• Communicate: The team regularly shares updates with impacted internal and external stakeholders.
  • Investigation and diagnosis: This continues on until the nature of the incident is identified. Sometimes teams bring in outside resources or other department members in to consult and assist with the resolution.
  • Resolution and recovery: In this step, the team arrives at a diagnosis and performs the necessary steps to resolve the incident. Recovery simply implies the amount of time it may take for operations to be fully restored, since some fixes (like bug patches, etc.) may require testing and deployment even after the proper resolution has been identified.
  • Closure: If the incident was escalated, it is finally passed back to the service desk to be closed. To maintain quality and ensure a smooth process, only service desk employees are allowed to close incidents, and the incident owner should check with the person who reported the incident to confirm that the resolution is satisfactory and the incident can, in fact, be closed.

Incidents, problems, and changes: What’s the difference?

There are different types of issues IT teams typically encounter, and we classify them so we can apply the appropriate management techniques to them.

  • Service request – A formal request from a customer for something to be provided, e.g. provisioning a new laptop.
  • Incident – An unplanned interruption to an IT service or reduction in the service quality, e.g. the website goes down.
  • Problem – A problem is the underlying, root-cause of an incident, e.g. a bad configuration of a server. These are the things you want to stay on top of so you don’t have full-on incidents.
  • Change – An action that you take, which can either be standard, normal, or an emergency. A standard change has an established procedure. A normal change is often non-trivial and has to go through an approval process. An emergency change is enacted with immediacy, and is, ideally, tested before it’s rolled out.

DevOps and SRE incident management process

With a DevOps or SRE approach to incident management, the team that builds the service also runs it—and fixes it if it breaks. This approach has exploded in popularity alongside the growth of always-on cloud services, globally-accessed web applications, microservices, and software as a service.

Increasingly the software you rely on for life and work is not being hosted on a server in the same physical location as you. It’s likely a web-accessed application deployed in a data center for thousands or millions of users around the globe. For teams tasked with running these services, agility and speed are paramount. And any downtime has the potential to affect thousands of organizations, not just one.

An advantage of the “you build it, you run it” approach is that it offers the flexibility agile teams need, but it can also leave fuzzy who is responsible for what and when. DevOps teams can be comfortable—and successful—with less structured development processes. But it’s best to standardize on a core set of processes for incident management so there is no question how to respond in the heat of an incident, and so you can track issues and report how they’re resolved.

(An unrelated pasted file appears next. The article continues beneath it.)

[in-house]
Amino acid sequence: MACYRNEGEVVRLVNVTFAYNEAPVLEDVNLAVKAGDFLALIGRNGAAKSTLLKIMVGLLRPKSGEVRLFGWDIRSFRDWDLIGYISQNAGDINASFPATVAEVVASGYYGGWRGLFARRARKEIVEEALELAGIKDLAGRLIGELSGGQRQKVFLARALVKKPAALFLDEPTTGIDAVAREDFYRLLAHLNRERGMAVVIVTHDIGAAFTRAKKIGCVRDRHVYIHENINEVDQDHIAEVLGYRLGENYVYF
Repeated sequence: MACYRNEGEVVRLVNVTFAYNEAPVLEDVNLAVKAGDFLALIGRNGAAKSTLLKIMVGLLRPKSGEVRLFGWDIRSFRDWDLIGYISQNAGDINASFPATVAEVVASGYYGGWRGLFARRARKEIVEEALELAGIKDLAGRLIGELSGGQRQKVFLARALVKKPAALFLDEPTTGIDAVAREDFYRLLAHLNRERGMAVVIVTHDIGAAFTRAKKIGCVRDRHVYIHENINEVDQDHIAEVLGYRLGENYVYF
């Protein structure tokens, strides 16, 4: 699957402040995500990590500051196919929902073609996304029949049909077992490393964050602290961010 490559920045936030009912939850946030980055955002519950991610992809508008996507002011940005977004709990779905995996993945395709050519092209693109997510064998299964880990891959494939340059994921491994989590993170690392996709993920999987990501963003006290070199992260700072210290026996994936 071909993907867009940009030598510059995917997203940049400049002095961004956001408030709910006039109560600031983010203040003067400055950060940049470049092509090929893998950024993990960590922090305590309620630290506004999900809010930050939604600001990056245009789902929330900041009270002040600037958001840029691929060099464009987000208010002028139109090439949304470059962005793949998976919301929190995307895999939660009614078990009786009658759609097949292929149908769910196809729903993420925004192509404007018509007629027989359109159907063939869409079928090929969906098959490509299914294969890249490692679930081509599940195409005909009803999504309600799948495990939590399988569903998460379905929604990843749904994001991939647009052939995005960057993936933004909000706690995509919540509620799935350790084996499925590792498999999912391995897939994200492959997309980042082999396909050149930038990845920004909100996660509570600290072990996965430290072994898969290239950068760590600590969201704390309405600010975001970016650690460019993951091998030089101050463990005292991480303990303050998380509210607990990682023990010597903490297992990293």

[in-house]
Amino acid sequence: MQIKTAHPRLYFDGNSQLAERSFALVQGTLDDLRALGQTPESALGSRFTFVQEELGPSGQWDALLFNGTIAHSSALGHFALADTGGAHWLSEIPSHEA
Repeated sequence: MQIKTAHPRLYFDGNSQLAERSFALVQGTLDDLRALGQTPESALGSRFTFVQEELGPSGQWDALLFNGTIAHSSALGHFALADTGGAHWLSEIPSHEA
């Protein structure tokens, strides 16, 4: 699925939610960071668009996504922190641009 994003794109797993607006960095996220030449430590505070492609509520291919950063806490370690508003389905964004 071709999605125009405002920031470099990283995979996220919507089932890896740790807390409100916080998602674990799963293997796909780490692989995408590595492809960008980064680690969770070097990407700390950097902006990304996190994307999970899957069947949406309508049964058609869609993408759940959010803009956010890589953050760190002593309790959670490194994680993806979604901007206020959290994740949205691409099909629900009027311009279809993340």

Three beliefs of DevOps incident management teams

  • Take turns being on call: Rather than certain team members specializing in being on call, DevOps teams typically rotate through an on call schedule where all members share the burden of possibly being woken at night to respond to an incident.
  • The engineer who built it is the best person to fix it: The central idea of the “you build it, you run it” ethos is that the people most familiar with the service (the builders) are the ones best equipped to fix an outage.
  • Build with speed, but practice accountability: When engineers know that they and their teammates are on the hook during outages, there’s added incentive to make sure you’re deploying quality code.

This approach assures fast response times and faster feedback to the teams who need to know how to build a reliable service.

We outline a very DevOps-friendly approach to incident management in our Atlassian Incident Handbook.

Incident management tools

Incident management isn’t done just with a tool, but the right blend of tools, practices, and people. Here are several of the most common tool categories for effective incident management:

  • Incident tracking: Every incident should be tracked and documented so you can identify trends and make comparisons over time.
  • Chat room: Real-time text communication is key for diagnosing and resolving the incident as a team. And it provides a rich set of data for response analysis later on.
  • Video chat: Video chat complements text chat for many incidents, team video chat can help discuss the findings and map out a response strategy.
  • Alerting system: A tool such as OpsGenie integrates with your monitoring system and manages on-call rotations and escalations.
  • Documentation tool: A tool such as Confluence can capture incident state documents and postmortems.
  • Statuspage: Communicating status with both internal stakeholders and customers through Statuspage helps keep everyone in the loop.